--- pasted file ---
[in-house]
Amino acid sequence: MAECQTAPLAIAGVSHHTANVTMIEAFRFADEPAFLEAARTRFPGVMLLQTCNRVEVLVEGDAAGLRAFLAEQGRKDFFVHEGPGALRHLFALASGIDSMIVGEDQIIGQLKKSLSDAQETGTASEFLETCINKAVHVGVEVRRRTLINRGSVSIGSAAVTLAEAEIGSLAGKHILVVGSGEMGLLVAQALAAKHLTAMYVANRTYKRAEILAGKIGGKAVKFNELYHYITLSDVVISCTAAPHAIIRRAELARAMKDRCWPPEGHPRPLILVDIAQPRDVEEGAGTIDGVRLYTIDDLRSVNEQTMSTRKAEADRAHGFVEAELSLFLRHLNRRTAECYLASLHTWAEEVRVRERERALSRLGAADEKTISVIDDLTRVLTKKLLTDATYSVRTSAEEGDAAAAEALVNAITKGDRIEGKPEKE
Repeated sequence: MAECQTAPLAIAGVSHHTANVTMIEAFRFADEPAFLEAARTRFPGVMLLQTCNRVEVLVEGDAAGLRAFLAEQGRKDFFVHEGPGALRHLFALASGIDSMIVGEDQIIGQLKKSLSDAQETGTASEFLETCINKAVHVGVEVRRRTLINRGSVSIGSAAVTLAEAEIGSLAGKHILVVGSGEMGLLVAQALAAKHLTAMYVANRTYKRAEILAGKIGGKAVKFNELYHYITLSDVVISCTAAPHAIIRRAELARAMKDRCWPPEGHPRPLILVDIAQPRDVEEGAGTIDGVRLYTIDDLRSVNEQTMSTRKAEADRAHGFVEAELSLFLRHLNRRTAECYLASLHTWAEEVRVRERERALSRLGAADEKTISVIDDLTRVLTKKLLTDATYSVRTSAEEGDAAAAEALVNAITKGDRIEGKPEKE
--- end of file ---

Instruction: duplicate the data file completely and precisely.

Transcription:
[in-house]
Amino acid sequence: MAECQTAPLAIAGVSHHTANVTMIEAFRFADEPAFLEAARTRFPGVMLLQTCNRVEVLVEGDAAGLRAFLAEQGRKDFFVHEGPGALRHLFALASGIDSMIVGEDQIIGQLKKSLSDAQETGTASEFLETCINKAVHVGVEVRRRTLINRGSVSIGSAAVTLAEAEIGSLAGKHILVVGSGEMGLLVAQALAAKHLTAMYVANRTYKRAEILAGKIGGKAVKFNELYHYITLSDVVISCTAAPHAIIRRAELARAMKDRCWPPEGHPRPLILVDIAQPRDVEEGAGTIDGVRLYTIDDLRSVNEQTMSTRKAEADRAHGFVEAELSLFLRHLNRRTAECYLASLHTWAEEVRVRERERALSRLGAADEKTISVIDDLTRVLTKKLLTDATYSVRTSAEEGDAAAAEALVNAITKGDRIEGKPEKE
Repeated sequence: MAECQTAPLAIAGVSHHTANVTMIEAFRFADEPAFLEAARTRFPGVMLLQTCNRVEVLVEGDAAGLRAFLAEQGRKDFFVHEGPGALRHLFALASGIDSMIVGEDQIIGQLKKSLSDAQETGTASEFLETCINKAVHVGVEVRRRTLINRGSVSIGSAAVTLAEAEIGSLAGKHILVVGSGEMGLLVAQALAAKHLTAMYVANRTYKRAEILAGKIGGKAVKFNELYHYITLSDVVISCTAAPHAIIRRAELARAMKDRCWPPEGHPRPLILVDIAQPRDVEEGAGTIDGVRLYTIDDLRSVNEQTMSTRKAEADRAHGFVEAELSLFLRHLNRRTAECYLASLHTWAEEVRVRERERALSRLGAADEKTISVIDDLTRVLTKKLLTDATYSVRTSAEEGDAAAAEALVNAITKGDRIEGKPEKE